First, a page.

Women and girls around the world continue to be disproportionately affected by sexual and reproductive health issues compared to men and boys. In Eastern and Southern Africa, data shows that 11 200 000 million women (15+) are living with HIV compared to 7 200 000 men. New HIV infections among young women (15–24) and adolescent girls (10–19) indicate a higher risk of HIV infection. In 2017, 200 000 young women were infected with HIV compared to 89 000 men, while 96 000 adolescent girls were infected with HIV compared to 25 000 adolescent boys.
To this end, the Southern Africa Development Community (SADC) organized a side event on the implementation of the 2016 Commission on Status of Women 60/2 (CSW 60/2) Resolution on Women, the Girl Child and HIV on the side lines of the ongoing 63rd CSW in New York. This resolution and the 2016 Political Declaration on Ending AIDS demonstrates that strong political will exists to address the causes of high levels of new HIV infections among adolescent girls and young women.
Engaging across sectors, CSW Resolution 60/2 calls on countries to take action to effectively address challenges such as access to education, including comprehensive sexuality education; laws, policies and strategies to prevent and eliminate gender-based violence; promotion of economic opportunities for women and girls; and the engagement of men and boys in the AIDS response.
“As SADC Member States we are committed to accelerate efforts to ensure that all girls and women have access to information and services that will help them to avoid HIV infection,” said Doreen Sioka, Minister of Gender Equality and Child Welfare, Namibia. To this end, SADC has agreed on ambitious HIV prevention targets.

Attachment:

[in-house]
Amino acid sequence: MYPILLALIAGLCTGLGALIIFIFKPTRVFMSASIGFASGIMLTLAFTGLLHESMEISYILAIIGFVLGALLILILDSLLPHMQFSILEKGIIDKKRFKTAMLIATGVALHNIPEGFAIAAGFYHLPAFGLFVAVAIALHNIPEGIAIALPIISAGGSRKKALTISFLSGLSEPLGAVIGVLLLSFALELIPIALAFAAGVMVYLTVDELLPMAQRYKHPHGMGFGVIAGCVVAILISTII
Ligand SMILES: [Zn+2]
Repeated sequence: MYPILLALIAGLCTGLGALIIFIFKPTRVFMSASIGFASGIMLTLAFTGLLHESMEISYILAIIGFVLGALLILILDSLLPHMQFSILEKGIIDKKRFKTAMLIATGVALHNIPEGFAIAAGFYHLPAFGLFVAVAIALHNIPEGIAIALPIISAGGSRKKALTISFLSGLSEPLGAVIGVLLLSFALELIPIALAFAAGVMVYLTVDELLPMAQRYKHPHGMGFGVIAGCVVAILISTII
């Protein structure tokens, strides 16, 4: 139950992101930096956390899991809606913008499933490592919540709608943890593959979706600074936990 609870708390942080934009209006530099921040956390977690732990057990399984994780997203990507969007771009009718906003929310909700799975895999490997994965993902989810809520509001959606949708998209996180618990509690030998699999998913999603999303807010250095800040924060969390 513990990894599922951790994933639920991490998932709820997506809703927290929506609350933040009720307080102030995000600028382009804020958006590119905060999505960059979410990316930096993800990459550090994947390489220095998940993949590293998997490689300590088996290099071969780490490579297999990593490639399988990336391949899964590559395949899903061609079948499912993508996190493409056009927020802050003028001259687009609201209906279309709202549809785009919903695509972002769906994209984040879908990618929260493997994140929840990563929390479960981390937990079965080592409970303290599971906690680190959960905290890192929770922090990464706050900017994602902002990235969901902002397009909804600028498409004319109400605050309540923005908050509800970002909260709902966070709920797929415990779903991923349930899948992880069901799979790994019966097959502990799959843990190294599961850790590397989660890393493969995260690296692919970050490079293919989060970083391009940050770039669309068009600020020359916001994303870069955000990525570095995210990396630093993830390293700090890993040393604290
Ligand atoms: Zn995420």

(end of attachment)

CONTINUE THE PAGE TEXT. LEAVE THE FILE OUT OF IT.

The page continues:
Bathabile Dlamini, Minister of Women, South Africa, spoke of the need to address the intersections between gender-based violence and HIV. “In South Africa we are opening difficult conversations with men on gender-based violence,” she stated.
Rouzeh Eghtessadi, from the Southern Africa HIV and AIDS Information Dissemination Services and Midred Mushunj, from the Sexual and Reproductive Health Rights (SRHR) Africa Trust, addressed the critical issue of integrating SRHR and HIV services. Evidence shows that integration is important not only to an overburdened health system but also for women and girls to access services more efficiently. SADC has developed and endorsed a progressive SRHR strategy with the participation of partners and civil society, including to encourage governments to implement agreements and instruments that they have endorsed.
Participants at the meeting noted the importance of engaging men and boys to address gender-based violence. “Society often unfairly puts the burden and responsibility to address gender-based violence on girls and women. In many cases society will ask why women do not leave an abusive relationship. There is a need to transform that question and ask why perpetrators of gender-based violence do not stop, ” said Bafana Khumalo of Sonke Gender Justice.
The event ended with a commitment from SADC to continue building on the momentum created and to develop a comprehensive report on implementation of the CSW 60/2 resolution.